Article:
A society of distractions

Heading into Floyd the other day on U.S. 221 South just past Ingram’s store when a northbound Ford Taurus came over the hill, straddling the center line.

I swerved my Harley to the right, almost to the shoulder, narrowly missing the car, which passed within inches of the motorcycle.  As the car swept by I got a quick glance of the driver, trying to dial a number on his cell phone.

A couple of days earlier, a woman cruised through a red light in Floyd.  She was fiddling with her GPS instead of keeping her eyes on the road.

Call these folks highway terrorists, rolling threats who occupy the highways every day and night.

It’s not just the highway.  A woman yakking on her cell phone t-boned my grocery cart in Food Lion last week. She had a baby in the cart who, luckily, wasn’t hurt in the aisle three collision.

We are a nation of distracted citizenry, texting during lunch, behind the wheel or even while crossing the street in traffic.  So much time is spent fiddling with the technological marvels that now dominate our lives that we are missing much of what is around us.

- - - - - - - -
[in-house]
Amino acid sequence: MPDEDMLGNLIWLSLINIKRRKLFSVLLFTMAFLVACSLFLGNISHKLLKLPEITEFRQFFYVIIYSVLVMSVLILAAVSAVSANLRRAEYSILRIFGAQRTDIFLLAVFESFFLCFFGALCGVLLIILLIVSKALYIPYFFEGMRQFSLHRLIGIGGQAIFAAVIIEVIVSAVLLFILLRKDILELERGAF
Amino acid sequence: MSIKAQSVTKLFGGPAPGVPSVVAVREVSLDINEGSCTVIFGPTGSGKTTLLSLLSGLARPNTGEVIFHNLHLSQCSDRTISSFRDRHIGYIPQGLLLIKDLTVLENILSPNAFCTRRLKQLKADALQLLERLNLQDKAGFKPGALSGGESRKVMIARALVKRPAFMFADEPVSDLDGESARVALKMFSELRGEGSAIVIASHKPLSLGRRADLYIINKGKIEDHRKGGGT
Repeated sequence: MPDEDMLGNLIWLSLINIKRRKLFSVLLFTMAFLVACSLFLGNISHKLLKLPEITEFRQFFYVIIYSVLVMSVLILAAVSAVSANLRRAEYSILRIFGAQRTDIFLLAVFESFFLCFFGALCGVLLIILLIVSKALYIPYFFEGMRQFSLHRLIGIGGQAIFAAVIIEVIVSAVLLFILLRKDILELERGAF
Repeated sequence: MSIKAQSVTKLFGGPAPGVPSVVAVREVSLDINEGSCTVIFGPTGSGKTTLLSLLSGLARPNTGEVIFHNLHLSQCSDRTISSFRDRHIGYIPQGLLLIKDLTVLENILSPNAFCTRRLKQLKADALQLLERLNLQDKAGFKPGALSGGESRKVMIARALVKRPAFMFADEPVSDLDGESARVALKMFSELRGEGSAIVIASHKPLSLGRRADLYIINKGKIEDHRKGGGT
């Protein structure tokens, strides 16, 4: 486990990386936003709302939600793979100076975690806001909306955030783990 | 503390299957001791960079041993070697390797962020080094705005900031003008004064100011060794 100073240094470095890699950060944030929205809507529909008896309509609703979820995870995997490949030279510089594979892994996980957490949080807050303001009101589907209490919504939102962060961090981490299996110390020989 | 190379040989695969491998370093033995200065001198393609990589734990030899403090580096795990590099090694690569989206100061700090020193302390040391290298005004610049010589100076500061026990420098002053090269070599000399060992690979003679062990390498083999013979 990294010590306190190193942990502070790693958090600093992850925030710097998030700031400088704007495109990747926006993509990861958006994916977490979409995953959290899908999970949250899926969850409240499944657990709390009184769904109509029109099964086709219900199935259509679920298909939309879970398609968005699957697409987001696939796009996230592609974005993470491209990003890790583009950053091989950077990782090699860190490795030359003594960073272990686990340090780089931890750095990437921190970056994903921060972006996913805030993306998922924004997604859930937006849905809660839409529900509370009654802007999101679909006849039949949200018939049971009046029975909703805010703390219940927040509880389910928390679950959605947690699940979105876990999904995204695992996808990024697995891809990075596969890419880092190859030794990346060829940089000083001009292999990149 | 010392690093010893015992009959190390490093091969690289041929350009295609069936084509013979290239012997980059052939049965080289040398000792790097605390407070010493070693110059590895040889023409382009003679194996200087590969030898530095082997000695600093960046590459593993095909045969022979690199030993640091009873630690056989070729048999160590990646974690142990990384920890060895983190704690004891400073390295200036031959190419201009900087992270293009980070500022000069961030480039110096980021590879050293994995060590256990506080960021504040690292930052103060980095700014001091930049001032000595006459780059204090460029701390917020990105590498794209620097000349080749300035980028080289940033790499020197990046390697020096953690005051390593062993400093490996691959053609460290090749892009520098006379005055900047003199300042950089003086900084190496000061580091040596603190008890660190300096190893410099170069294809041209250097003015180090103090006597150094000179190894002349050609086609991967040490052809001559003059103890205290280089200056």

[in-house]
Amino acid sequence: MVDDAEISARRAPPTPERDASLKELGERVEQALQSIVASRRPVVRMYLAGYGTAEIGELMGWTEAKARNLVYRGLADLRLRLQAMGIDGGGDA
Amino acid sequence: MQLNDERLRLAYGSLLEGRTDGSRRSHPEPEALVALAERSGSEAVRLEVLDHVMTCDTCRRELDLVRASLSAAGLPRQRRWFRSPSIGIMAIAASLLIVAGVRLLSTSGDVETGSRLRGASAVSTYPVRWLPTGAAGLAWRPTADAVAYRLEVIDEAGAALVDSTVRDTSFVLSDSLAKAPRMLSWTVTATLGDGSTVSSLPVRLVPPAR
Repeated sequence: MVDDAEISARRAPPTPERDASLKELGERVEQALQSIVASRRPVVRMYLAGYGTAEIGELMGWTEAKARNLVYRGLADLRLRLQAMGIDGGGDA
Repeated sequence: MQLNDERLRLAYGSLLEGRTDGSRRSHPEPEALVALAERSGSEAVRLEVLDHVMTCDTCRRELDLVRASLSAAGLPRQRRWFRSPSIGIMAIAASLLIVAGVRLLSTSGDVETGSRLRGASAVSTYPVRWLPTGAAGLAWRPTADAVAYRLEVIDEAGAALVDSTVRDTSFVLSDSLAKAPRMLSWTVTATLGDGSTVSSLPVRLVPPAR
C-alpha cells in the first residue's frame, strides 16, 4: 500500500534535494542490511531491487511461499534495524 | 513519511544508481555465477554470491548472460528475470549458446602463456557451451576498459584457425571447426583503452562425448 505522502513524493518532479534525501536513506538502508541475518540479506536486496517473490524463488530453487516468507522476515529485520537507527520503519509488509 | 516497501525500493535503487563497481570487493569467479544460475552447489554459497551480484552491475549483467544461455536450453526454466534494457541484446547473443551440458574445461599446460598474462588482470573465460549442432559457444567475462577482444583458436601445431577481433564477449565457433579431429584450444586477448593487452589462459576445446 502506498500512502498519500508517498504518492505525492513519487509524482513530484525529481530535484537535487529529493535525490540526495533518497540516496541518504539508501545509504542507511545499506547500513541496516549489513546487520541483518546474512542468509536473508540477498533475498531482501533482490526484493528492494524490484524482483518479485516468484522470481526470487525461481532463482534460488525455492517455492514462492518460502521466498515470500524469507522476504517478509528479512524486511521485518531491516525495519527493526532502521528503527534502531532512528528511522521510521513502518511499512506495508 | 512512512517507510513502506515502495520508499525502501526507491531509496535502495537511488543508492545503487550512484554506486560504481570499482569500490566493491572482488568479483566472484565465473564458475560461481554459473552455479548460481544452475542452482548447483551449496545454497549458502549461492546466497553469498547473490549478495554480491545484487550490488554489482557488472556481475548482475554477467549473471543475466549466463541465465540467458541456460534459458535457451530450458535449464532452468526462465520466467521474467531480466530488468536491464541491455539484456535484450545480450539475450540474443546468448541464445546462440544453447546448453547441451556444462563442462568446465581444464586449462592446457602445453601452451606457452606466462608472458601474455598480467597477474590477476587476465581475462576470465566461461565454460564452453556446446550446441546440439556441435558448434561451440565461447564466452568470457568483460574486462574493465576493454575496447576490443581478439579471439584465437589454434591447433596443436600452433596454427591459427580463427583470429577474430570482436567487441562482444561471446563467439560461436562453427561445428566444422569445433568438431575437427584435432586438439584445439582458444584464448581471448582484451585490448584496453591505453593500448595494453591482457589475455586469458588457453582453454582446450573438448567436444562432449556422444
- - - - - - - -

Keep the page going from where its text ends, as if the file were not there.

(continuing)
Are we, as a society, addicted to these things?  Probably so.

Forgot my cell phone the other morning and spent an entire day not interrupted by the vibration of an incoming call or the short beep of an email.  Managed to get a lot more done. I may leave the damn thing home more often.

In today’s wired society, we regularly communicate with people we never see, never talk to via phone or in person and — in too many cases — have never met.  Parents follow their children on Facebook because that’s the only communication they have with their offspring. A new study says more and more people spend more time on Facebook than checking out news sites or looking for information.  Blogging is in decline as “social media” takes over.

I could say more but gotta go.  An email is coming in.

© 2024-2022 Blue Ridge Mus4

1 thought on “A society of distractions”

  1. I can write a novel in anywhere from four months to a year, depending on the size of the book. When people ask me how I write so “fast”, I give an answer that many of them don’t much care for: I turn off the TV and the Internet, and I don’t answer the phone unless the call is coming from someone I know wouldn’t be calling unless it was important.

    I’m usually only able to write about 4-5 hours a week, but just by turning off the distractions that becomes plenty of time.

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